I reject the majority of Warren’s preachings outright, but then – the fact is, he’s an immensely popular figure in the USA, and doing so, not discussing these things with opposing perspectives, well, maybe it achieves a bit but maybe there’s a smoother road with everyone, most people around the table involved and articulating their positions.

  4. David says:

    The line between cynicism and realism is quite hard to detect in politics, isn’t it? Like, with Obama — dude’s waaay to the right of me, but I’m trying to keep my (semi-detached & very Scottish) reservations in balance. Which is to say: I want to be aware of what kind of politician Obama is without giving in to the “fuck politics” cynicism that comes so easily with it.

    Seems to me that a sense of possibility is what’s key here.

    “Someone is only unelectable if you don’t vote for them!” — that’s a simple truth that comes hard to some people (myself included!), because the story around British/American politics seems so pre-defined most of the time.

    So, with Obama’s election, you’ve got a fair jolt of very valid excitement, because — hey! — it is now officially possible for a black man to be president of the United states, and — hey! — the slide into neo-con madness isn’t quite as inevitable as it might have seemed. None of this means he’s going to be an amazing president, but I have hopes that he’ll at least be competent, based on how he comes off and how he ran his campaign.

    Not that this makes some of the more messianic rhetoric that’s surrounded Obama more defensible – you’re just setting yourself up for a fall when you get into that kind’ve talk, but…

    I guess what I’m trying to say is that an over-reliance on your heart can lead to two kinds of heartbreak*. You can get hyped up from the come down, sure, but it’s also way to easy to convince yourself that what you want in politics is “unrealistic”.

    For example, I’m not 100% convinced by the SNP myself, but I still felt kinda charged when they took the last election from Labour in Scotland. And not because it means that Labour can’t take this turf quite so much for granted anymore, but rather because I hoped it would give people a sense that this shit is slightly less inevitable than it sometimes seems.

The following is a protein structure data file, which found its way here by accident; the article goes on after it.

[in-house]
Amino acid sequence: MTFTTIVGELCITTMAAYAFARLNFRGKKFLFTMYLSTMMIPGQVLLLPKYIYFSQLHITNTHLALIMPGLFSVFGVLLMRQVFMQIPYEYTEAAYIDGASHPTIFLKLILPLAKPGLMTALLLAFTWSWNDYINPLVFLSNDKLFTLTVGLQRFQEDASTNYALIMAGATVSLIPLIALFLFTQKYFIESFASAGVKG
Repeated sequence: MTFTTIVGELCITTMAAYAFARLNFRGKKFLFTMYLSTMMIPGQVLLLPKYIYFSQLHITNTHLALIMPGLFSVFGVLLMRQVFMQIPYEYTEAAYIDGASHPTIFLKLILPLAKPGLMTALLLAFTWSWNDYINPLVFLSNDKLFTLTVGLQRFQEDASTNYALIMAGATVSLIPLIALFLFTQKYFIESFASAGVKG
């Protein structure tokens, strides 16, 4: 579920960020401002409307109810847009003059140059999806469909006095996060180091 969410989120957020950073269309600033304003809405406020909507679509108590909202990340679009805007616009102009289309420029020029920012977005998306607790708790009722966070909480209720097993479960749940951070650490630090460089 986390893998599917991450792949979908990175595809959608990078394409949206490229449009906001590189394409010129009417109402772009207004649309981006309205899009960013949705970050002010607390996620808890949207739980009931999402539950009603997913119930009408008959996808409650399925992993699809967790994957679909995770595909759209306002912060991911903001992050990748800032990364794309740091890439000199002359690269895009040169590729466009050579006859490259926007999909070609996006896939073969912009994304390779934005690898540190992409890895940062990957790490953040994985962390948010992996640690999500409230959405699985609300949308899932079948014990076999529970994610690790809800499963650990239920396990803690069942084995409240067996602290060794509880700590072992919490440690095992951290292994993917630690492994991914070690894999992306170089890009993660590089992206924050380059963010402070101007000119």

I’m probably just stating the obvious here, but sometimes you’ve got to think through these things.

    Thanks for nudging my brain in this direction…

    *And the more I think about this the more I think I’m just mucking up what you’ve already said, rather than adding anything to it, but so be it.

  5. Andrew Hickey says:

    “And the more I think about this the more I think I’m just mucking up what you’ve already said, rather than adding anything to it, but so be it.”

    Far from it – the ‘two kinds of heartbreak’ line is one I wish I’d thought of myself…

  6. David says:

    Thanks Andrew!

    Also: I was trying to say “hyped up for the comedown” in my last comment, but I hope that was obvious from the context…

    Perils of commenting from work, I guess.

  7. Hexar says:

    As I said on your LJ, the Democrats have figured out that if they are going to win elections, they need the Christians. Since the rest of us (except the Jews) seem to scare the Christians, we have to sit in the back and keep quiet.

    None of this is surprising, just disappointing.

  8. It still sucks and so smacks of Tony Blair-that messaih like complex. ‘I know what’s best’.

    I dunno, I feel he could’ve played this fairer, i.e NOT give this guy a headline role in the inaugaration. The way he touted the gay vote was for want of a better word, deeply deceitful.

    Anyway, it’s an eye opener and lets see how this plays out. The gays are peeved, as well as the progressives. And I feel as a black president in a very racist world, me not think tis right to bite the hand that feeds…OR elected..!